The Xpert MTB/RIF assay is a WHO endorsed point-of-care molecular assay able to assess simultaneously diagnosis of TB and RR within two hours [3]. The assay requires minimal technical expertise and basic biosafety measures. The Xpert assay can detect mutations in five regions of the beta-subunit of the RNA polymerase enzyme (rpoB) gene using five overlapping probes (A, B, C, D, and E) [3]. Although the probe that confers RR is rarely reported in the clinical practice, the frequency of specific mutations in the rpoB region could provide useful information when studying the epidemiology of RR-TB in a particular region.

In this study, we describe our experience with the GeneXpert MTB/RIF assay and the molecular epidemiology of RR-TB in a rural setting in South India.

2. Methods

The study was performed in Anantapur, a district situated in the south border of Andhra Pradesh, India. In Anantapur, 72% of the population live in rural areas and 36% are illiterate [4]. Rural Development Trust General Hospital is a nonprofit 325-bed hospital in Bathalapalli, a rural village in Anantapur. The hospital belongs to a nongovernmental organization called Rural Development Trust.

We collected microbiological data from the Hospital Database of all samples processed with the GeneXpert MTB/RIF assay from 1 May 2011 to 31 December 2015. We also collected epidemiological data of patients who tested positive for RR. The assay was performed using the version G3 of the Xpert MTB/RIF assay until 7 April 2012 and the version G4 thereafter following manufacturer’s instructions (Cepheid, Sunnyvale, CA, USA). The GeneXpert MTB/RIF uses molecular beacons in five overlapping regions of the rpoB DNA region. The probes are able to detect mutations in the codons 507 to 511 (Probe A), 511 to 518 (Probe B), 518 to 523 (Probe C), 523 to 529 (Probe D), and 529 to 533 (Probe E).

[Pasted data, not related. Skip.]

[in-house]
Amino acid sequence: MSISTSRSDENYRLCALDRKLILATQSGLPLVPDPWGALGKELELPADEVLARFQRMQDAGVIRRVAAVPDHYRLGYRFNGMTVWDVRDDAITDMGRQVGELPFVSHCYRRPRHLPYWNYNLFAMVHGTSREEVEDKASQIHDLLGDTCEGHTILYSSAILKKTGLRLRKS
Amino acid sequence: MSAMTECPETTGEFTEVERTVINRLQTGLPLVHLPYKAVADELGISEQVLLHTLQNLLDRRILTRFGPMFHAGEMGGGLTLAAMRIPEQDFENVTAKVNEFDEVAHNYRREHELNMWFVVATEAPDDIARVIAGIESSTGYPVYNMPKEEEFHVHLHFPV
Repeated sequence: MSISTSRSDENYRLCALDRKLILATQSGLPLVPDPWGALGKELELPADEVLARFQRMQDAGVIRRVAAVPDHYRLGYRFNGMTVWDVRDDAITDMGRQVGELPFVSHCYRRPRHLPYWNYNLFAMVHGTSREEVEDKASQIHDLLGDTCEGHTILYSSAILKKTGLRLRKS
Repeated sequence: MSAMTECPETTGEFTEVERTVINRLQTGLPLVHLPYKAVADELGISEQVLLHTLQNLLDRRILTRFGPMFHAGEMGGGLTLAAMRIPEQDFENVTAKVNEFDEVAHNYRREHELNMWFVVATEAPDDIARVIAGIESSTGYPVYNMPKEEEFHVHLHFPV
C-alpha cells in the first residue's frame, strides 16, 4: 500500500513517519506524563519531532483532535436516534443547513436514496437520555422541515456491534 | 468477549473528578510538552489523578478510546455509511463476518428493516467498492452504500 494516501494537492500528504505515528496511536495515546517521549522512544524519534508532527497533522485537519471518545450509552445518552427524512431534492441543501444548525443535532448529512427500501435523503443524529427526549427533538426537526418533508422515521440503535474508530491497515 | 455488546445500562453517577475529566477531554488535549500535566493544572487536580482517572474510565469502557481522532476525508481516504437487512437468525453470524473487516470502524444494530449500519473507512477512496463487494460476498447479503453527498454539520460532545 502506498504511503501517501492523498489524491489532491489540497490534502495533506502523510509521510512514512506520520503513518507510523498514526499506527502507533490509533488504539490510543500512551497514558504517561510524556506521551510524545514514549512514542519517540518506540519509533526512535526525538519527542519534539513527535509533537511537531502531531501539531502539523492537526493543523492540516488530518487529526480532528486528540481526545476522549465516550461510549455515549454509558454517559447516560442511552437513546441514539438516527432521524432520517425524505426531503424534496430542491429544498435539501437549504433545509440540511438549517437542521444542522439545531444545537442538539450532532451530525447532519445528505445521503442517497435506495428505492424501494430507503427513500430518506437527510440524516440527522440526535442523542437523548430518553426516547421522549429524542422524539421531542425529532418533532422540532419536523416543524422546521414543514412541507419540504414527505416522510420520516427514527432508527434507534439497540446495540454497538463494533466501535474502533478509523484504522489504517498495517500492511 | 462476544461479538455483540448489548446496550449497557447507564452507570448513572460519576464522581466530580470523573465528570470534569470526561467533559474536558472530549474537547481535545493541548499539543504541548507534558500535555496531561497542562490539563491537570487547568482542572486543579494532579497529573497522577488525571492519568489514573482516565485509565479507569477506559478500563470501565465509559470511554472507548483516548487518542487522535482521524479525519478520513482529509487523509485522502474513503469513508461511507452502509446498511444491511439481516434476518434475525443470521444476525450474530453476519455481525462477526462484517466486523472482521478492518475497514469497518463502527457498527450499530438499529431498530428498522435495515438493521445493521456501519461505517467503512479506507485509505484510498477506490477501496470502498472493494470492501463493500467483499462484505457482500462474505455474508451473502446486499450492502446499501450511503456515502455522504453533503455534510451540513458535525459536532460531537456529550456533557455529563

Unsuccessful results were classified in three groups according to manufacturer’s instructions: “invalid” (failure of sample processing control because the sample was not properly processed or PCR was inhibited), “error” (failure of the probe check control because the reaction tube was filled improperly, because there was a reagent probe integrity problem, or because the maximum pressure limits were exceeded or there was a GeneXpert module failure) and “no result” (the test was stopped due to power outage) [5, 6]